affording every information in her power, had requested him to look
into her title deeds, which he had done, but that the only document
he could find relating to this charity, was an old paper, containing
the following memorandum.

"Legacies, etc. in Mr William Greatorex's will, dated 25th June
1734. Executors named as under, to whom, as their heirs and assigns
for ever, is given all other messuages, lands, and tenements, (except
what are given to his wife), which Mr Toplis says is an estate let
at £36 per annum, subject to the payment of £3 per annum chargeable
on one close."

As to the application of this annual sum, Mr Andrew stated,
that it appeared that three boys had been placed out by the late
Mr Toplis, within the last ten years of his life, and the last
about two years before the time of our inquiry (July 1827); but
that the annual sum being too small for a premium £6 had been
generally paid with a boy every other year, instead of £3 annually.

The information conveyed by Mr Andrew's letter, led to a search
for the will of Mr William Greatorex, which was found at Lichfield, as
above stated. We have since been informed by Mr Andrew, that on a
further inspection of Miss Toplis's title deeds, it appears that
she is now the owner of the piece of land, called in the donor's will
the Green Yard; that she will account for the annual sum of £3 from
the time of the last payment made by her father for apprenticing a
poor child in respect of this charity, and continue the payments in
future.

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                TOWNSHIP OF WIRKSWORTH

                  DEANE'S CHARITY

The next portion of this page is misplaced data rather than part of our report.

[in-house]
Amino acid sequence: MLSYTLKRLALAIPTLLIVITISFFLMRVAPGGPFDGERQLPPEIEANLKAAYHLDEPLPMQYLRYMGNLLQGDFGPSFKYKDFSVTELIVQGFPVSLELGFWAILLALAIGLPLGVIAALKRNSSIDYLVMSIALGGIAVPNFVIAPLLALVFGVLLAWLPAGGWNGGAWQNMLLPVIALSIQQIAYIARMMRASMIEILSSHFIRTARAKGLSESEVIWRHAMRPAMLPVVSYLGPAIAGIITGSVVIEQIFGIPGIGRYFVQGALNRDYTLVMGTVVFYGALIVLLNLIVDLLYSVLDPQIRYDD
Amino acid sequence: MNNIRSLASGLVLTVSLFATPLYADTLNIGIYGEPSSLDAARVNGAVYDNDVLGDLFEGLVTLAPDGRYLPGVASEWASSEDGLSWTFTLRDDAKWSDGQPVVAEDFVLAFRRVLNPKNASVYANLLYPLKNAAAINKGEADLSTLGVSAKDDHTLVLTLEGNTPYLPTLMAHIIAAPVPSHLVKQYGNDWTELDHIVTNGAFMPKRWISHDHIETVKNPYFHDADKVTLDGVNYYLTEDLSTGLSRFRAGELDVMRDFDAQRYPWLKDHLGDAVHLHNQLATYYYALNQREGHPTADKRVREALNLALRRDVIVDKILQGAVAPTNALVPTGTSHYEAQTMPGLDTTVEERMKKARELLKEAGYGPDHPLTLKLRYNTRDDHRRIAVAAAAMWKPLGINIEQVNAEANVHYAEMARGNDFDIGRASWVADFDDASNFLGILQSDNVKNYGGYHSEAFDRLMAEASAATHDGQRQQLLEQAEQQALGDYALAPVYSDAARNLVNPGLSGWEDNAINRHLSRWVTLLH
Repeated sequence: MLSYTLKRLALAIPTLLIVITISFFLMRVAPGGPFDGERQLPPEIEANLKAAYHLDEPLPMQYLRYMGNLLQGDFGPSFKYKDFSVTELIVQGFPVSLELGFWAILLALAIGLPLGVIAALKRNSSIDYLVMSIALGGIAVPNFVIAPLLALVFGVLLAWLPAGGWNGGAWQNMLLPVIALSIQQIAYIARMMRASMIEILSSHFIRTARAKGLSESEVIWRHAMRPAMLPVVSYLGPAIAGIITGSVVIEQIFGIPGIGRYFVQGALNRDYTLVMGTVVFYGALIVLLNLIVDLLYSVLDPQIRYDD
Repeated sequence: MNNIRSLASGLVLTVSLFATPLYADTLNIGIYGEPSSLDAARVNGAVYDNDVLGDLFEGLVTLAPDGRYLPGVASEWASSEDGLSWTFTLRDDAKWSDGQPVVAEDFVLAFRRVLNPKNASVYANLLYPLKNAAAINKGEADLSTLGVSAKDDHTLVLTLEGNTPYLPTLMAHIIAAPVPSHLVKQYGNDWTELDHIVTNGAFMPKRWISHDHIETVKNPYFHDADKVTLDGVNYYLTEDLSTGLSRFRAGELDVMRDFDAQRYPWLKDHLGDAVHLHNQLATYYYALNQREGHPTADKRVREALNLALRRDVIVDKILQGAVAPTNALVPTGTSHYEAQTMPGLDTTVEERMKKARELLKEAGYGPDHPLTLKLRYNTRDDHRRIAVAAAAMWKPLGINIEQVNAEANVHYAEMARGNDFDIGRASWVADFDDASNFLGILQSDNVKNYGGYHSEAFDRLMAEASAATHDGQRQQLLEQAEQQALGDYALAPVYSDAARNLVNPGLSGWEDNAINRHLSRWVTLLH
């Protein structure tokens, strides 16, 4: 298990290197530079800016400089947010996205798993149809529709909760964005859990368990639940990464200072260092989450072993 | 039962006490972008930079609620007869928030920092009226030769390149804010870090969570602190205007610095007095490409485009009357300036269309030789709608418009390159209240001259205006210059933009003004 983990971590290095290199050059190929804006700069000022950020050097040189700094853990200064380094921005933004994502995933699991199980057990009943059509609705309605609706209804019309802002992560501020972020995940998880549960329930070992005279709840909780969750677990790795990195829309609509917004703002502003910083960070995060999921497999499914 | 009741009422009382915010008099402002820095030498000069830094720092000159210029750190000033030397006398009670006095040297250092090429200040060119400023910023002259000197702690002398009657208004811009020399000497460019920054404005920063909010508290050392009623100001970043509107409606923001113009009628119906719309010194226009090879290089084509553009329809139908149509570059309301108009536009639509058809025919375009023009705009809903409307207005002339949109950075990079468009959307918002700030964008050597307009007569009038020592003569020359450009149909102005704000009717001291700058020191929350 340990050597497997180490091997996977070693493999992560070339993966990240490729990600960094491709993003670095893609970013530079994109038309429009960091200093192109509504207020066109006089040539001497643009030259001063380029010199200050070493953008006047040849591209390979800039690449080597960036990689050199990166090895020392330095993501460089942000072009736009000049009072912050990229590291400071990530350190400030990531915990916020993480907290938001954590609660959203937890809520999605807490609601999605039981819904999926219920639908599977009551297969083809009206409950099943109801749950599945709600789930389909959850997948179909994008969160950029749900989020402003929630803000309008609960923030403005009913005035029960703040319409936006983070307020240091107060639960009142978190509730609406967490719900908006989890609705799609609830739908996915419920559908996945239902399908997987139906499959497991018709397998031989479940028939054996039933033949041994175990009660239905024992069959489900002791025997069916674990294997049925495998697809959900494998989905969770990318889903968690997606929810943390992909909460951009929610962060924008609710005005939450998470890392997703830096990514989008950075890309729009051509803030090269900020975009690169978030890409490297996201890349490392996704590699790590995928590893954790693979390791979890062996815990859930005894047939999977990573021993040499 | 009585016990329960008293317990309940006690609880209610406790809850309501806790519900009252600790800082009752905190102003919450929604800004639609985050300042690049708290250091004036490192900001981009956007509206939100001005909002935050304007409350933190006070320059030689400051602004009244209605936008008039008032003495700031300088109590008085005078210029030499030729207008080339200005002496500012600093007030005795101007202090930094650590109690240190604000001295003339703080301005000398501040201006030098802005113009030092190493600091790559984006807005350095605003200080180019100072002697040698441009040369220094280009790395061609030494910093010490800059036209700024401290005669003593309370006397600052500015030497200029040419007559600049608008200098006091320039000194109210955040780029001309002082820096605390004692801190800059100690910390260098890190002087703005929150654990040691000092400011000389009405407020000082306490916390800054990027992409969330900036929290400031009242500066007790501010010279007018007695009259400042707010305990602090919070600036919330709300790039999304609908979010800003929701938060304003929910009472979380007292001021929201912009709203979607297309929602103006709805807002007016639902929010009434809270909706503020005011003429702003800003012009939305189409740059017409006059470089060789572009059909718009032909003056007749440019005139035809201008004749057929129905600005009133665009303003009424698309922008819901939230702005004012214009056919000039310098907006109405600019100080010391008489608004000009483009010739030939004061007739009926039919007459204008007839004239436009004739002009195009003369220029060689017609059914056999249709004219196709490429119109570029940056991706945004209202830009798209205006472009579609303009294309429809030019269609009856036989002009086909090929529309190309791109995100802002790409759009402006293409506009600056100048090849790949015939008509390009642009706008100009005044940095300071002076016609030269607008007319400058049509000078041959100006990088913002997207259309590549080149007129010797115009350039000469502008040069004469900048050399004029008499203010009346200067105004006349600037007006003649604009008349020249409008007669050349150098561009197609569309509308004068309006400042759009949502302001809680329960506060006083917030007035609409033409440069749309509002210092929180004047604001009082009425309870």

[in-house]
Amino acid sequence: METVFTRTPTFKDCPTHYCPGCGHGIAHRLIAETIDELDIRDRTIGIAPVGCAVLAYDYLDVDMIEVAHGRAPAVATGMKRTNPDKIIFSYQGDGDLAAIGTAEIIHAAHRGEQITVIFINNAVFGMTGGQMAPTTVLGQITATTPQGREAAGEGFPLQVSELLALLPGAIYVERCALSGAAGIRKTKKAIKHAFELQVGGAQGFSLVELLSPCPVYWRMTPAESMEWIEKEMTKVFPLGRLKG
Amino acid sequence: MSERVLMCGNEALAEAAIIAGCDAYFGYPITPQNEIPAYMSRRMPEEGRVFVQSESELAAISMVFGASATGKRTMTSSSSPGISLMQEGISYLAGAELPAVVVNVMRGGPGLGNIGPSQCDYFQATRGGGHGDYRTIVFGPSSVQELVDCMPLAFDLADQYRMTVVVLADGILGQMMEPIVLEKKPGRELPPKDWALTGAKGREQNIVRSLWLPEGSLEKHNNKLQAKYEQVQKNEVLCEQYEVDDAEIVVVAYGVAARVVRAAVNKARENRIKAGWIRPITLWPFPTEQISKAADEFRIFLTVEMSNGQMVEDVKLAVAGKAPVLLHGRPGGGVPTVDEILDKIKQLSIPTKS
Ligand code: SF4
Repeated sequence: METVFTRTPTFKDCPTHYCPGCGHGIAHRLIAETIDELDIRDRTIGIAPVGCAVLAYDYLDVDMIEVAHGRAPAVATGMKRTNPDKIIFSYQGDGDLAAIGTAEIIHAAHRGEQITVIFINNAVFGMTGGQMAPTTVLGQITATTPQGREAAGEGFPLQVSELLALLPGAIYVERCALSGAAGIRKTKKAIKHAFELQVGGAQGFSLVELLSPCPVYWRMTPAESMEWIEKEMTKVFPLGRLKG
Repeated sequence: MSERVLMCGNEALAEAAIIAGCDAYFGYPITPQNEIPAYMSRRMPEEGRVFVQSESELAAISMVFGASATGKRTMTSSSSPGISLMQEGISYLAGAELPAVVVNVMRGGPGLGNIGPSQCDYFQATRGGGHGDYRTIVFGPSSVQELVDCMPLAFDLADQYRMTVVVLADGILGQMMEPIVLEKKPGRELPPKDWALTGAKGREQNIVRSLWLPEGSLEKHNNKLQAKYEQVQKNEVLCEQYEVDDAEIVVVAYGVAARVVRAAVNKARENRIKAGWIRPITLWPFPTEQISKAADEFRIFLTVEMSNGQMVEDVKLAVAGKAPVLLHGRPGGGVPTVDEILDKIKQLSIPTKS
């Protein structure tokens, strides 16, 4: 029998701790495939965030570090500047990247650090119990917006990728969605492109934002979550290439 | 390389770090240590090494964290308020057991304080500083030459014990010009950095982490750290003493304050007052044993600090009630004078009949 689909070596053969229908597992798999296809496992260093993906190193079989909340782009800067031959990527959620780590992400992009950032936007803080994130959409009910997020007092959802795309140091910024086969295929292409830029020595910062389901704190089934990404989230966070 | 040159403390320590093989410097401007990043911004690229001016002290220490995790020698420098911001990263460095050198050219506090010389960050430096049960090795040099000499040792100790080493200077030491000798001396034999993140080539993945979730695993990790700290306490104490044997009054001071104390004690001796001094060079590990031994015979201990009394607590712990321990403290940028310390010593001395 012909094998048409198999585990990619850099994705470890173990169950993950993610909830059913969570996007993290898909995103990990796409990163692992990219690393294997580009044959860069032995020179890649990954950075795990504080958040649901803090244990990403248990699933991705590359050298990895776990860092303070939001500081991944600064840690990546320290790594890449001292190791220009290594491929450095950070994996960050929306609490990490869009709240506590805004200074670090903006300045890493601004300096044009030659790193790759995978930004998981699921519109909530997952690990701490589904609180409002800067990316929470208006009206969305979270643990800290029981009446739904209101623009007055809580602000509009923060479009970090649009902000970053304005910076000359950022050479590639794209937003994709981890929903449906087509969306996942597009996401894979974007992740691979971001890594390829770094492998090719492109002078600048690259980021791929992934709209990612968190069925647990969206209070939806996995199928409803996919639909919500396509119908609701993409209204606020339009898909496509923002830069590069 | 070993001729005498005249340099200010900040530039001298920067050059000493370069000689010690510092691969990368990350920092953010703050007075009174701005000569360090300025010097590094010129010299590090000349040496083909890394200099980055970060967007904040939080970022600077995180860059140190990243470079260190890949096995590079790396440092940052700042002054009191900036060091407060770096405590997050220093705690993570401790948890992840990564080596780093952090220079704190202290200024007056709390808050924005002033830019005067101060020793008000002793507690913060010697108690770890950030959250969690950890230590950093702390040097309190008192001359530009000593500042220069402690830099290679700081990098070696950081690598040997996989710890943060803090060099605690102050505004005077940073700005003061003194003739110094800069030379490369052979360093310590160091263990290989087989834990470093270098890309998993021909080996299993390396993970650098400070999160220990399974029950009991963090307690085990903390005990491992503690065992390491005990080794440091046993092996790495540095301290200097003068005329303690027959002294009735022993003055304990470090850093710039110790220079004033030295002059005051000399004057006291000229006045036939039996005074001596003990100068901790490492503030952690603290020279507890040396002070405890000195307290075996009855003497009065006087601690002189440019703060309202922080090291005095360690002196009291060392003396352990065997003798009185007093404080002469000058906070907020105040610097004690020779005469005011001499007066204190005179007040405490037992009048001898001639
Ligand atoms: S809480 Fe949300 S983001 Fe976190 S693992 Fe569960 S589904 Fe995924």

Daniel Deane, by his will, bearing date 1st April 1637, gave
to the poor people of the town of Wirksworth, yearly, for ever,
20s. to be distributed by the churchwardens of that parish, to
sixty of the poorest inhabitants of that town, in fourpenny
loaves of household bread, on the feast-day of the Annunciation
of the Virgin Mary; and he directed that this sum, with others for
the poor of St Werbergh and St Michael, Derby, should be paid out
of the rents of his house in Derby, wherein Humphrey Hanbury then
dwelt, which he gave to his nephew, Thomas Street, and the heirs
of his body.

This annual sum of 20s. is now received from the secretary
of the trustees of the assembly rooms in Derby, as being charged
thereon, by the churchwardens of Wirksworth, and is distributed
at Easter, in bread, amongst poor persons of this township.

                       LEE'S CHARITY

It is stated on a table of benefactions in the church, that
Dorothy Lees, by Deed, in 1646, gave to Hugh Sheldon, of Monyash
a pingle in the Old Field, in Wirksworth, called Old Field, or Oat
Hill Pingle, containing about two acres, and a close called the
Witch Acres, containing about two acres, and another close, called
Shaw Close Pingle, containing about two acres, on trust, to pay
the yearly rents and profits thereof to the poor of Wirksworth and
Middleton; the poor of Wirksworth to have three-fourth parts, and the
poor of Middleton one-fourth part, paid to them on or about Good
Friday, the said Hugh Sheldon, his heirs or assigns, being allowed
to deduct every year 3s.4d. for their trouble and expenses in
coming to receive and divide the rents.

The deed of 1646, referred to in the benefaction table, could
not be found at the time of our enquiry.

The property of this charity consists of,
  1. A Field, called the Oat Hill Pingle, containing 1a.3r.30p.,
in the occupation of Henry Pearson, at the rent of £5 10s. per annum.
  2. A Field, called Barn Close, containing 1a. and 6p. and
a meadow adjoining, containing 3r. and 34p. lying near the village
of Middleton, in the occupation of Thomas Frost, at the rent of £5
per annum.

This field and meadow were by the award of the Wirksworth
Inclosure, dated 1806, awarded by the churchwardens and overseers
of Wirksworth, and the sidesman and overseer of Middleton, in trust,